Locatelli and the Violin Bravura Tradition
|Series||Studies on Italian Music History (Brepols)|
|Size||21×26, pp. XIV+405, 73 b/w ill.|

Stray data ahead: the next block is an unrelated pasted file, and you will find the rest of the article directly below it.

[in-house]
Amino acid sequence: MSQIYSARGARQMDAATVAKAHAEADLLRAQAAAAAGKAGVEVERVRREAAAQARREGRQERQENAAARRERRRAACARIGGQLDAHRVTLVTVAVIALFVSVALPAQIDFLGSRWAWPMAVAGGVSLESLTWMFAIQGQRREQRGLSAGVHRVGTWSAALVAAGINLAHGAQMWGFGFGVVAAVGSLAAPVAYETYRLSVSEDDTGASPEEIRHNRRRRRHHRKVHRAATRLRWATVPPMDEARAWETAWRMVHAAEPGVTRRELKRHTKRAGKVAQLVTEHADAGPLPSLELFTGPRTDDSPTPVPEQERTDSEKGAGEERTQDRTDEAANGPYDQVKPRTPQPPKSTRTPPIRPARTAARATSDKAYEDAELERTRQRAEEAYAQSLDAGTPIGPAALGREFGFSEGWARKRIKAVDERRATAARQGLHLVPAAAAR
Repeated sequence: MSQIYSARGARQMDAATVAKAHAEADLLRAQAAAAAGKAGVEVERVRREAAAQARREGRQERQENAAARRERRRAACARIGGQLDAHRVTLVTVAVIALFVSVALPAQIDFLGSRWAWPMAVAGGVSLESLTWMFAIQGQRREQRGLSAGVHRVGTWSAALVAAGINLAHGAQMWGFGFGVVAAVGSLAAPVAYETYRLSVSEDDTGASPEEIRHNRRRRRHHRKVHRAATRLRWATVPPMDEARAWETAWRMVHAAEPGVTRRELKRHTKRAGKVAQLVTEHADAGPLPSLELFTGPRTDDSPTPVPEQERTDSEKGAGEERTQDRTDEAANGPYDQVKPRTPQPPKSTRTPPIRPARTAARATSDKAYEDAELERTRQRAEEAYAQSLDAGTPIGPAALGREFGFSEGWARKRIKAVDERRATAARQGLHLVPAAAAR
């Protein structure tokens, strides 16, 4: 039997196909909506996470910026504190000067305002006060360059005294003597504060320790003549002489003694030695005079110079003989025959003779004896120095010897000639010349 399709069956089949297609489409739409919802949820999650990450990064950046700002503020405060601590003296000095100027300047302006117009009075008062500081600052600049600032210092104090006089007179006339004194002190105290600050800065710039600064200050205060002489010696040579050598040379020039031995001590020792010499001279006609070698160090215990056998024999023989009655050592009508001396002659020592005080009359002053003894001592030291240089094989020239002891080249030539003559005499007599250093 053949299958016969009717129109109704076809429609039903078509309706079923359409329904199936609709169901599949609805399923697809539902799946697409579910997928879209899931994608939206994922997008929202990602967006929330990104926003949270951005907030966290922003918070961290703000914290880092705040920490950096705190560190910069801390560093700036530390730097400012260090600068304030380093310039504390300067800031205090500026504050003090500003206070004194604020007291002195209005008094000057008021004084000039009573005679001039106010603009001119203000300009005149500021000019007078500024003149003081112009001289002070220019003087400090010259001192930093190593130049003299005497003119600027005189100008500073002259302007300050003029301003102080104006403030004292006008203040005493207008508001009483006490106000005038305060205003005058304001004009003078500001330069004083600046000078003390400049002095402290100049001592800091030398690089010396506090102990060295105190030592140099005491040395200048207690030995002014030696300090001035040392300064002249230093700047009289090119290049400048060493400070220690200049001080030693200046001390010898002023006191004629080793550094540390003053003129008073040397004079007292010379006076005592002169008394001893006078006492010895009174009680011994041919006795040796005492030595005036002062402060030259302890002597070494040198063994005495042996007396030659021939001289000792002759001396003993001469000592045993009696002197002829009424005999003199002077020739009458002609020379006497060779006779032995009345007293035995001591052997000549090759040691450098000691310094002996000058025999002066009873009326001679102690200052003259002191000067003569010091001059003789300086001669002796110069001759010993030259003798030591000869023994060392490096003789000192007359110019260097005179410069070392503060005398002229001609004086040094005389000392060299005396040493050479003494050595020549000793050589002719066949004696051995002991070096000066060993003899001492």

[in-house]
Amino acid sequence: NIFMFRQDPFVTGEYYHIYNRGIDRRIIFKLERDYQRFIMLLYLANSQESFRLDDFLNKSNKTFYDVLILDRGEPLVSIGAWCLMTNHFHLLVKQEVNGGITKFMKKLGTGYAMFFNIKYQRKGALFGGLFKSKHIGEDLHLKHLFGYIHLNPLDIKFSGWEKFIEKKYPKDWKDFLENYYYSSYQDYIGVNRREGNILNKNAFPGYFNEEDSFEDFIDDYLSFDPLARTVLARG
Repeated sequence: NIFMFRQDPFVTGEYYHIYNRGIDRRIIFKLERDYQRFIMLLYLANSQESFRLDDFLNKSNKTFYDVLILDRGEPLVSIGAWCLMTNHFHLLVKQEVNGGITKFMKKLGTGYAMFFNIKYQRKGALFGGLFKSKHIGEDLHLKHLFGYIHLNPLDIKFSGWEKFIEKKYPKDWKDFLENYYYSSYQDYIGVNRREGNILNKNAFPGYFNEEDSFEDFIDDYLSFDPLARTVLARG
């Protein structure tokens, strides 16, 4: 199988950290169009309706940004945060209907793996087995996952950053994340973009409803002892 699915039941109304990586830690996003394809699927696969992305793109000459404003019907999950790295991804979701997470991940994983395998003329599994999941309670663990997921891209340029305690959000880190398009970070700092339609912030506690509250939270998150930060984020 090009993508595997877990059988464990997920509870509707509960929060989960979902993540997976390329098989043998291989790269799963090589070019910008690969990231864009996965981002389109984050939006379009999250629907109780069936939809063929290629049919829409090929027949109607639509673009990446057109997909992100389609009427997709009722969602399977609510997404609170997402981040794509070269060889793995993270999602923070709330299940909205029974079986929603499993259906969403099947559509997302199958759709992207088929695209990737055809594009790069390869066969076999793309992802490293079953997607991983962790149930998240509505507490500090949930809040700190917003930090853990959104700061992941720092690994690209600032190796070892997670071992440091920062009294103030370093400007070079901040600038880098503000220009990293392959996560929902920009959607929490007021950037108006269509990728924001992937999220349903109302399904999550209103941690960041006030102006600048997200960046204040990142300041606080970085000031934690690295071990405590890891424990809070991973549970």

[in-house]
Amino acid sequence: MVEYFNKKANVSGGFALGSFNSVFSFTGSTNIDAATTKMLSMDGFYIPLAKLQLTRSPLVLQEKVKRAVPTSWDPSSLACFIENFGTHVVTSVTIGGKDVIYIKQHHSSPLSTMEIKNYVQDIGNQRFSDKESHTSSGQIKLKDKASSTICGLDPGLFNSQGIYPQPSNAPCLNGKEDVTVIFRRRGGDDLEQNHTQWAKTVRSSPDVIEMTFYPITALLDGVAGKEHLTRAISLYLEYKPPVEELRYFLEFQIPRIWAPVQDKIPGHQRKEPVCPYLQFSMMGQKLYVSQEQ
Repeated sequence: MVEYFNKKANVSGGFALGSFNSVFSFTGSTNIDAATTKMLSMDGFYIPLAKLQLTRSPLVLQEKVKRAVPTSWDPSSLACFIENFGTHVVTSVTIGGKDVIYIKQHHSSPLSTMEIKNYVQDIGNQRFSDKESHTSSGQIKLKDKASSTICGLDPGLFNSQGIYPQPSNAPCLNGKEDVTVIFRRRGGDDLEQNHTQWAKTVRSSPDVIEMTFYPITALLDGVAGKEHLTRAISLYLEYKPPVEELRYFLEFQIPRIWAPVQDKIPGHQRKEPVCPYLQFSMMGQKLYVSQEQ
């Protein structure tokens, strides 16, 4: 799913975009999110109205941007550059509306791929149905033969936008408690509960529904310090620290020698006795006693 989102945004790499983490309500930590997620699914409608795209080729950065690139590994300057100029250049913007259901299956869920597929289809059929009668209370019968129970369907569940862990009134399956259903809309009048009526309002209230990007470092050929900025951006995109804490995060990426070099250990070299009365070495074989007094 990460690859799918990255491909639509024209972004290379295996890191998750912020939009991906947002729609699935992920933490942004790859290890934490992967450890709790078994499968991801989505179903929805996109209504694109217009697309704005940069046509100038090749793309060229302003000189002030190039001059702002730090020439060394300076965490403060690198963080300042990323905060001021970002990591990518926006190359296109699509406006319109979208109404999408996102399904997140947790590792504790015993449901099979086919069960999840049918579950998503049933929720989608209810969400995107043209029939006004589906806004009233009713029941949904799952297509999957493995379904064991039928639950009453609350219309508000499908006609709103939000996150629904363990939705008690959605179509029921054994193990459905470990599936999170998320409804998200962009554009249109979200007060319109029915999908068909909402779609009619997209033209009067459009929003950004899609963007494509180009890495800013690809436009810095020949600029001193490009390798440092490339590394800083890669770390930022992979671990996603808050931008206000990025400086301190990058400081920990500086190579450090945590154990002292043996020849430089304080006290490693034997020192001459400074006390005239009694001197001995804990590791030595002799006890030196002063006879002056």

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The present volume investigates the violin bravura tradition in the 18th- and 19th-century Europe. 2014 witnessed the 250th anniversary of the death of two violin virtuosos: Pietro Antonio Locatelli (Bergamo 1695 – Amsterdam 1764) and Jean-Marie Leclair (Lyon 1697 - Paris 1764). The influence of Locatelli’s output on the development of violin composition lay in the sphere of virtuosity. The present book explores the figures of Locatelli and Leclair, circumstantiating their relationships and developing new perspectives onto them. The two virtuosos provide a suitable starting-point from which to investigate the violin bravura tradition, which, beginning in Italy, spread through France and the rest of the nineteenth-century Europe. The volume thus encompasses articles dedicated to Artôt, Baillot, Guignon, Guillemain, Mondonville, Paganini, Pagin, Rode, Spohr, Tessarini, Tartini, Ysaÿe. The authors are: Sallynee Amawat, Fabrizio Ammetto, Alejandra Béjar Bartolo, Paola Besutti, Gregorio Carraro, Étienne Jardin, Walter Kurt Kreyszig, Candida Felici, Priscille Lachat-Sarrete, Simone Laghi, Alessandro Mastropietro, Fulvia Morabito, Paola Palermo, Rudolf Rasch, Renato Ricco, Rohan H. Stewart-MacDonald, Michael Talbot, Guillaume Tardif and Neal Zaslaw.